5. THIS is why I printed out all my important passwords and keep them taped to my laptop.

    ReplyDelete
    Replies
    1. I only recently realized they were on my browser's Preferences tab.

      Delete
  6. They are all secret passwords. That's why I don't remember them and can keep a secret so well.

    ReplyDelete
    Replies
    1. I don't even want to mention how often I've used one non-safe password. Now that I know my machine remembers them I'm opting for the crazy ones the machine recommends.

      Delete
  7. I feel your pain. I just hate it when I know that something is in my hard drive or the cloud, but I just can't find the right label or password to coax it out. And oh golly, when your old desktop starts "whirring around like one of those lottery tumblers being cranked" -- well, to me that is literally a death rattle, something that makes my blood run cold.
    I think your solution is to take some of that fat gov'ment pension of yours and buy yourself some new equipment. Before that data jumps off the edge of the roof, tuna can or no.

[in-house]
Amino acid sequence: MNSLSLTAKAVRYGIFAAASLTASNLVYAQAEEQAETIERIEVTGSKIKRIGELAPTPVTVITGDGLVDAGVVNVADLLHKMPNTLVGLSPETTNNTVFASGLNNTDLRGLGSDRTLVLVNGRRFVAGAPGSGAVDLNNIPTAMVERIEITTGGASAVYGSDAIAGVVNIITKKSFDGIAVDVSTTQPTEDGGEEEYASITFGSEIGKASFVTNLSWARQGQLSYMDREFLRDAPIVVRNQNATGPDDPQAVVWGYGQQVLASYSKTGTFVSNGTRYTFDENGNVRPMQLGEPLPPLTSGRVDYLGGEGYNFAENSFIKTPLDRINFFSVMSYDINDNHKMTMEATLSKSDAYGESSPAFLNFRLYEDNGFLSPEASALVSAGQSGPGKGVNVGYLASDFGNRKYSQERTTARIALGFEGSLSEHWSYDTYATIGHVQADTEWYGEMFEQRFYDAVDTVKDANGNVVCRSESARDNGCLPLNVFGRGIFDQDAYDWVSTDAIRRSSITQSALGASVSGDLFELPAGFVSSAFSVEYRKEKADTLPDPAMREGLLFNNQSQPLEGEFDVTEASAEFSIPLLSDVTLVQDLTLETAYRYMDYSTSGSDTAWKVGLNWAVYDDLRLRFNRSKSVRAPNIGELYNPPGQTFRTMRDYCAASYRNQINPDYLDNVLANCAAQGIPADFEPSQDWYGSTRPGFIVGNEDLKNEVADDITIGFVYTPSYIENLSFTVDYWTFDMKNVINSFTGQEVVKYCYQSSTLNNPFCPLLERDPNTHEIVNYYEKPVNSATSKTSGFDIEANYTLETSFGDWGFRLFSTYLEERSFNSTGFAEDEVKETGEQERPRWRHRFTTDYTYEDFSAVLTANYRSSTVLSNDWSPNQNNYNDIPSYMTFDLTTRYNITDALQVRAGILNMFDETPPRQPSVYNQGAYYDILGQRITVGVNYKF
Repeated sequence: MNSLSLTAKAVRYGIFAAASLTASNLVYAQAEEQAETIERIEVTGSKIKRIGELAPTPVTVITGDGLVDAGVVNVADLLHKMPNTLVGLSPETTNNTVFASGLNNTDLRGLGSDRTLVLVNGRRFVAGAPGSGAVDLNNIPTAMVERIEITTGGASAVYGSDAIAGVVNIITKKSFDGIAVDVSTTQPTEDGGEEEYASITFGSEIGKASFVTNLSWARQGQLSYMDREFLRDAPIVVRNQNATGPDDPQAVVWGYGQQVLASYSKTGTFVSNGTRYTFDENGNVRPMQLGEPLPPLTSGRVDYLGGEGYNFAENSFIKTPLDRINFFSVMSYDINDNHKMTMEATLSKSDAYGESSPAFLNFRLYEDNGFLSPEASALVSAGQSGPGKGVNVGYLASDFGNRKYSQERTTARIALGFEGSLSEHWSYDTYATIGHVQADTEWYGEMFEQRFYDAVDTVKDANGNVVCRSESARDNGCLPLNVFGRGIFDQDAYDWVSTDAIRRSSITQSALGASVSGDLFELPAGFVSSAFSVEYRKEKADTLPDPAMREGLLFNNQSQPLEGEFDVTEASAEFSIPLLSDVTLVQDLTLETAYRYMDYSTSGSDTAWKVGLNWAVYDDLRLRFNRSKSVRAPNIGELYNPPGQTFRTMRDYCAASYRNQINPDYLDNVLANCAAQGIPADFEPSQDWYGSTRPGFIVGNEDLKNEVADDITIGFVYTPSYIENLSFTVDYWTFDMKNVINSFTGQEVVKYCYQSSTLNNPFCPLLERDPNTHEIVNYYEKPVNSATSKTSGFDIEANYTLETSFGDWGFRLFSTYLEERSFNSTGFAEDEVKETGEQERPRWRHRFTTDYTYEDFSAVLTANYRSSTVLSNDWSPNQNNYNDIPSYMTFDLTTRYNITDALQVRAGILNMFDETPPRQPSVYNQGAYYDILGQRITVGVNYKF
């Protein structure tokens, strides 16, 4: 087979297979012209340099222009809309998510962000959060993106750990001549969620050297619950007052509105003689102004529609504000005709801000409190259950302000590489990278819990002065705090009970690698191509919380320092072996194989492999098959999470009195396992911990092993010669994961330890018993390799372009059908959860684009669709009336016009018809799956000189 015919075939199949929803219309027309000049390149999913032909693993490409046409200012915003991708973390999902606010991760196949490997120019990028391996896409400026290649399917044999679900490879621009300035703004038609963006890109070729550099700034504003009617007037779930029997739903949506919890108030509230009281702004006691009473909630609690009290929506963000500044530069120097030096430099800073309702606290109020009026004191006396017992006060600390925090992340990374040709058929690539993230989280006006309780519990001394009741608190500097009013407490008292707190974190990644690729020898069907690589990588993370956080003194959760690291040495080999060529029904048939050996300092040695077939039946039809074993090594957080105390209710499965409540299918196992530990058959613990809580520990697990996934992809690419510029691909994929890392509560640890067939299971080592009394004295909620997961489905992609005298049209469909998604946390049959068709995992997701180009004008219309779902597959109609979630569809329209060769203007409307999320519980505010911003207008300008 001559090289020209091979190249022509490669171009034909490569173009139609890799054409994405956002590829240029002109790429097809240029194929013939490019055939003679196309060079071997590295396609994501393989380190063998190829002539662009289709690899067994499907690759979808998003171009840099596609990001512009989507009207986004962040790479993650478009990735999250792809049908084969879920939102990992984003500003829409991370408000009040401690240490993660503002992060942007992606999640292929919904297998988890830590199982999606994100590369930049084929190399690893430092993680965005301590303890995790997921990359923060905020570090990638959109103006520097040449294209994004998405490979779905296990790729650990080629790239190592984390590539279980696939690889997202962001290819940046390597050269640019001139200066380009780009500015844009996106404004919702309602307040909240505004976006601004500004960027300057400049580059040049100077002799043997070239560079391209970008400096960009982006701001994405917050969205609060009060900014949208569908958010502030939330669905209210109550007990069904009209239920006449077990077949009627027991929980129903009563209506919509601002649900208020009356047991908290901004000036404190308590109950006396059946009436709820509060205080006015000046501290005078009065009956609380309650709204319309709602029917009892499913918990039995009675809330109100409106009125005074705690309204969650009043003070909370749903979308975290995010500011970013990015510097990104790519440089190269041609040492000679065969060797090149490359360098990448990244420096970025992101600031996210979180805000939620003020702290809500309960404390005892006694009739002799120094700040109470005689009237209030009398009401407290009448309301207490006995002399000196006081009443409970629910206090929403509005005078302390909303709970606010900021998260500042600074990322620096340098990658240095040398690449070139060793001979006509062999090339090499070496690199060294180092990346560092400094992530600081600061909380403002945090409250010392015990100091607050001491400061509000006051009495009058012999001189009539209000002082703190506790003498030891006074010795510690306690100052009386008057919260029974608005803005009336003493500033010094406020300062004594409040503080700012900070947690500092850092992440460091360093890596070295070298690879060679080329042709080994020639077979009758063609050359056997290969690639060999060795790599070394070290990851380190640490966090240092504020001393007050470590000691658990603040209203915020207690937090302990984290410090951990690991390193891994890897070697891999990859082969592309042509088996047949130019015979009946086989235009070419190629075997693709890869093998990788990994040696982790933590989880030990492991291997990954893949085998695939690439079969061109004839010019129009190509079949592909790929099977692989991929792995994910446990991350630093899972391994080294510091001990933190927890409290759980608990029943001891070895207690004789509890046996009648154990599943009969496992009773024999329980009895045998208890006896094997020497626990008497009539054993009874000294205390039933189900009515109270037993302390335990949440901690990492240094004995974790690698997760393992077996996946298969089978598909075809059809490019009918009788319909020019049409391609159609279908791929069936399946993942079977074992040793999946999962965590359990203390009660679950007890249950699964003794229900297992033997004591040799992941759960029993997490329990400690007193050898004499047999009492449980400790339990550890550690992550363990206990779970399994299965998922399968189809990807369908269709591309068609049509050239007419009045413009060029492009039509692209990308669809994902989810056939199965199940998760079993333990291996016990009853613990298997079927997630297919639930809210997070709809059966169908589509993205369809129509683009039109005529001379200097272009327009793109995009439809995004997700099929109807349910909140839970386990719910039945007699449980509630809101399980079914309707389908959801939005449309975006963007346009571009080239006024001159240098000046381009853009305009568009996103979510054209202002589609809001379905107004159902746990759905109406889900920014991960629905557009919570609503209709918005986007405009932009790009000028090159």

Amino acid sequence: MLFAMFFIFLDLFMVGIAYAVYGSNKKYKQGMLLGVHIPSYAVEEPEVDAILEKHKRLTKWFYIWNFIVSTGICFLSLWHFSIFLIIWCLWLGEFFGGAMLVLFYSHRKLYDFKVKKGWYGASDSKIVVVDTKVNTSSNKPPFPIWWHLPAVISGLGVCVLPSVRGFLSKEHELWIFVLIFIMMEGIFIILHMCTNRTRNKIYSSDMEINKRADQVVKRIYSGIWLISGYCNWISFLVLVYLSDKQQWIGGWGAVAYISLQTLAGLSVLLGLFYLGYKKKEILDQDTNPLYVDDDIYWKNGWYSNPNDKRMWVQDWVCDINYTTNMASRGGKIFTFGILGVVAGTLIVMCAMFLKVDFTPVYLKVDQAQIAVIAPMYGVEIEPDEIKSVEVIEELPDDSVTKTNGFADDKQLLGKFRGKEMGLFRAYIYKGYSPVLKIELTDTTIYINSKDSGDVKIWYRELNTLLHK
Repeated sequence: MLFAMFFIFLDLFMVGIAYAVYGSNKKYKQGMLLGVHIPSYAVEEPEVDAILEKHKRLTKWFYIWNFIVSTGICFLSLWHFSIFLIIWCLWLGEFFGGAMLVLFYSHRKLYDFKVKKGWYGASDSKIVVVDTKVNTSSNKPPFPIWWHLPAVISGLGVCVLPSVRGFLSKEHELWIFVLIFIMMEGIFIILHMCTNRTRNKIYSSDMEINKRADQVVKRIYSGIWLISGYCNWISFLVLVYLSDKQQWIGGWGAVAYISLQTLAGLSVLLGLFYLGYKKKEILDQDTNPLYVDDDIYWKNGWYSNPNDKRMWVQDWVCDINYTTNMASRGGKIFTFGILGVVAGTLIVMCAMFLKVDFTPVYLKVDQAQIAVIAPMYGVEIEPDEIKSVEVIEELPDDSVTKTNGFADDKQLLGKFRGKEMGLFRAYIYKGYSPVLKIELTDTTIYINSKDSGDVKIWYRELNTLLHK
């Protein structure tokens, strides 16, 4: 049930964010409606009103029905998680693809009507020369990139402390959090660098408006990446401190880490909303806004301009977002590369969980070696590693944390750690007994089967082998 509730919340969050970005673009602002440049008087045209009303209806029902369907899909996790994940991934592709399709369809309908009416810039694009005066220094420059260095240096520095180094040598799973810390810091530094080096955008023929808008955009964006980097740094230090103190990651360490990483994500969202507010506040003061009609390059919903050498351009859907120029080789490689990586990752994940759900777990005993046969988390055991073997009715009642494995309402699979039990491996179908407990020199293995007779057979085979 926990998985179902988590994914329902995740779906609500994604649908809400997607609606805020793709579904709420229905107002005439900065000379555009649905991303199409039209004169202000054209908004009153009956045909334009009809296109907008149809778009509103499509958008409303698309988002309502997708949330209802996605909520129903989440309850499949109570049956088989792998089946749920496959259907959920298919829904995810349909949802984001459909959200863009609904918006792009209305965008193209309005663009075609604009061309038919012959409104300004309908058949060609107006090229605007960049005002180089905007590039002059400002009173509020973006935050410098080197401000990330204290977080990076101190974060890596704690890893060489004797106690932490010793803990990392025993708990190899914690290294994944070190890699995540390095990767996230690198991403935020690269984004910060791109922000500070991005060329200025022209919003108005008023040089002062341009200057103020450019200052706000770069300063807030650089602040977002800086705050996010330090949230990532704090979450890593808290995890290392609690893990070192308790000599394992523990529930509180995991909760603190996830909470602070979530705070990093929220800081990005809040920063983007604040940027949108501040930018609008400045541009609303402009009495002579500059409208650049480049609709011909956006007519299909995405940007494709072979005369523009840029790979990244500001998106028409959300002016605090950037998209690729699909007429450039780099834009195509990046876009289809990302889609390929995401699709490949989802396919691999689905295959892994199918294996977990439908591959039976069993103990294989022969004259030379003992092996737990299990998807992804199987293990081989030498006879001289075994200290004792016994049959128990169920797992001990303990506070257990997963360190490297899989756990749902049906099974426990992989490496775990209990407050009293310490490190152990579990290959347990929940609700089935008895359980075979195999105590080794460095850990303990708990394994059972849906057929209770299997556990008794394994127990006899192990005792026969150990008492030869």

ReplyDelete
    Replies
    1. Well...theoretically my laptop is now brand new again!

      Delete
  8. What I have trouble with are the questions they ask you to verify your identity. One would think that the answers would be fairly straightforward, but one would be mistaken. Questions like "name of your first pet." Well, I was really young and had several pets simultaneously. So I can never remember which one I typed in. Or first boyfriend. Um... first date or first kiss? What constitutes a "boyfriend"? Sometimes my answers take up more space than they allot to it, like for first school attended (Catholic schools tend to be wordy.) Sometimes I forget if I typed my answers just in lower-case, or did I do it the non-lazy way. Thank goodness most of these sites have a button for "forgot password", and then I can use a new one which I will eventually forget.

    ReplyDelete
    Replies